Even with the armaments and the ability to install an armoured kit, the G-wagon is still vulnerable to improvised explosive devices (IEDs.) Two members of Canada’s Military Police, Corporal Mathew Dinning and Corporal Randy Payne, were killed in Kandahar, Afghanistan when their G-wagon was hit by an IED while serving with the inaugural Military Police close protection team. In honor of the members of Canada’s Armed Forces protecting our country and serving around the world, we award Canada’s Military Police with the award for best-dressed police vehicle in the inaugural special-service vehicle category.

While others in the trade may debate whether the Military Police should be considered ‘Capital M’ Military first, and ‘small p’ Police second or the other way around, will always recognize the men and women of Canada’s Military Police as “Capital M, Capital P.”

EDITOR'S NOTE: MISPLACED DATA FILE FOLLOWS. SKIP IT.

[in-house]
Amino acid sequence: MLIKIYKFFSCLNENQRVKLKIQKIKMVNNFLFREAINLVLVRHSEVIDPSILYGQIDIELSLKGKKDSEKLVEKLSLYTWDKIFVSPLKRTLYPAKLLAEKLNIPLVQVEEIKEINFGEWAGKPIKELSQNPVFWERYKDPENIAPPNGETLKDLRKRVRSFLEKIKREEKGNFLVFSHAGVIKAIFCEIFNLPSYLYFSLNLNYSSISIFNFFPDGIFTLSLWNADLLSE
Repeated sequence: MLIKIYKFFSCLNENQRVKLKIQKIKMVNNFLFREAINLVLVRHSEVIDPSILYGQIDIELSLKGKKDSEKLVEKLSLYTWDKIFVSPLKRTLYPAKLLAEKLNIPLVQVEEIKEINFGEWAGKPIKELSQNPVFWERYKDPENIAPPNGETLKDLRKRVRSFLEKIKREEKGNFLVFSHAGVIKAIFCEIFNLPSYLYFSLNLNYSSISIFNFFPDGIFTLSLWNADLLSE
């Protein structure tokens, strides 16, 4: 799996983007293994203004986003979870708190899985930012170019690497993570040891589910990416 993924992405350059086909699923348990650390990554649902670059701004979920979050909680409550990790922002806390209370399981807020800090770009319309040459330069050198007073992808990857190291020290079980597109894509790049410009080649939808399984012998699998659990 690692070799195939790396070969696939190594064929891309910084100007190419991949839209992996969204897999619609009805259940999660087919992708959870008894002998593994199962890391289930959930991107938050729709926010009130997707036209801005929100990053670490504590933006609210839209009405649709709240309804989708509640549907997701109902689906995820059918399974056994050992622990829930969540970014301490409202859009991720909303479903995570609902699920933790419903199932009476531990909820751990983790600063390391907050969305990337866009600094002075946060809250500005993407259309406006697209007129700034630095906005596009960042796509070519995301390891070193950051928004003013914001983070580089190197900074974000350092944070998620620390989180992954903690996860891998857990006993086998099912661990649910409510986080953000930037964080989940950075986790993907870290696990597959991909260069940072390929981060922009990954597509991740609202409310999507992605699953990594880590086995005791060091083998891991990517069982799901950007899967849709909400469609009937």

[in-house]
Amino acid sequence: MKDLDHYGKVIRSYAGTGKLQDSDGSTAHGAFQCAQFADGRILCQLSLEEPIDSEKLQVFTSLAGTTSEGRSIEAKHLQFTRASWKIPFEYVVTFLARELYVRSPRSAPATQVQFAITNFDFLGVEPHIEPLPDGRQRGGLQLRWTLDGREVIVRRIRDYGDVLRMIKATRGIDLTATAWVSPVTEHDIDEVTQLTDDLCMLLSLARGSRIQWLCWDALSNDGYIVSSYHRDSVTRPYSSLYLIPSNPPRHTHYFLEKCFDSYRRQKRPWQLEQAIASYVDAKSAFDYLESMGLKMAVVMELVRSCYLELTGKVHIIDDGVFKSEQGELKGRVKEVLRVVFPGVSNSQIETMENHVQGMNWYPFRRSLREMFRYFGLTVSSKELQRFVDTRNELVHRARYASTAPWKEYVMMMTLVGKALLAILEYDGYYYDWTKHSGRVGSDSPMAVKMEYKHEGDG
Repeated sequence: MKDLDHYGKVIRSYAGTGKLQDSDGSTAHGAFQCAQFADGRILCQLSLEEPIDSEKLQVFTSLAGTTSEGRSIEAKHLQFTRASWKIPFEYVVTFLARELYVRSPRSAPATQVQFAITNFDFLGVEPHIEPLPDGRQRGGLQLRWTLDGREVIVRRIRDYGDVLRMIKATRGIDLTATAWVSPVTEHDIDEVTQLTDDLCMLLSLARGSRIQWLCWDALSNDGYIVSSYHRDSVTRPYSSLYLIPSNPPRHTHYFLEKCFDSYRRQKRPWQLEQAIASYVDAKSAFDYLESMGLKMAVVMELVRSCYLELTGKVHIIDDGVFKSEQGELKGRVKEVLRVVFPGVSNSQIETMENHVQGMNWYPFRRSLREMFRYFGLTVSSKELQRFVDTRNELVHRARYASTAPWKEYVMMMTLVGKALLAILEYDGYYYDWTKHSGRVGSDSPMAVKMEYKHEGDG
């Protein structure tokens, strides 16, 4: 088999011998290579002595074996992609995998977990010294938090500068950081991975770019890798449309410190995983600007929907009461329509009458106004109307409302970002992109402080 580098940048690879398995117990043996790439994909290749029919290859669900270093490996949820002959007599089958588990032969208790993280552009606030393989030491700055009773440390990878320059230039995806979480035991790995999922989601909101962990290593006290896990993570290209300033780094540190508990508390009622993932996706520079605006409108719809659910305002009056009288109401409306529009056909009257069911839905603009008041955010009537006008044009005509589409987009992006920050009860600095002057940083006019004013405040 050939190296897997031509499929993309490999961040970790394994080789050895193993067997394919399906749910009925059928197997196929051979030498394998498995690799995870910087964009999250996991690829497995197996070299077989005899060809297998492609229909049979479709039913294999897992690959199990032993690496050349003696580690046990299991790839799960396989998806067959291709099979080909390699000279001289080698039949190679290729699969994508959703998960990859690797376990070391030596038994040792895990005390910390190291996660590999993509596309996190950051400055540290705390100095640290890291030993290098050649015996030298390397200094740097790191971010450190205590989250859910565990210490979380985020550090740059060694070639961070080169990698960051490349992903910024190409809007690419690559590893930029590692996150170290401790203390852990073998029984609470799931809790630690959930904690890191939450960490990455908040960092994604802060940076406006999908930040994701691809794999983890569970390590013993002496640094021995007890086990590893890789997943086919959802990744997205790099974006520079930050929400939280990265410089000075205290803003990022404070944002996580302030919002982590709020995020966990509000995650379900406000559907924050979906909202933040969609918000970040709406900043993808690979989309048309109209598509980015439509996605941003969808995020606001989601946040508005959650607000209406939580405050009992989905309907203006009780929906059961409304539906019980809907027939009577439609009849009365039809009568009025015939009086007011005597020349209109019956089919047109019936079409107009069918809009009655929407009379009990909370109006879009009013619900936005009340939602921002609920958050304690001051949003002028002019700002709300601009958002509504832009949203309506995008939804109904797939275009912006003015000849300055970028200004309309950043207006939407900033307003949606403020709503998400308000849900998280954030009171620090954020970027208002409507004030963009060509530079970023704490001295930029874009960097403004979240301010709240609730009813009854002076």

Top Community Relations – St. Thomas Police Service
A community relations vehicle should be as distinctive and different as the many police services that protect us across the country. We have seen everything from Hummers seized from drug dealers right up to full-on race cars. The brand new St. Thomas Police Service K-9 Unit meets the very definition of a community relations vehicle.

Minutes off the 401 corridor, St. Thomas is located on the shores of Lake Erie in southwestern Ontario, half way between Detroit and Toronto. The service employs 66 sworn officers and 26 civilian members.

Built on a 2014 Ford Police Interceptor Utility, the K-9 unit is specially equipped for police service dog duties with a back up camera, American Aluminum K-9 insert, Ace K9 Hot-N-Pop Pro system to regulate the temperature in the canine area and a remote door opener feature, which allows the officer to unleash the dog from up to one kilometer away. D&R Electronics provided the metal storage container with pull out drawers in the rear trunk area and all installation brackets for the mobile data terminal and radio equipment.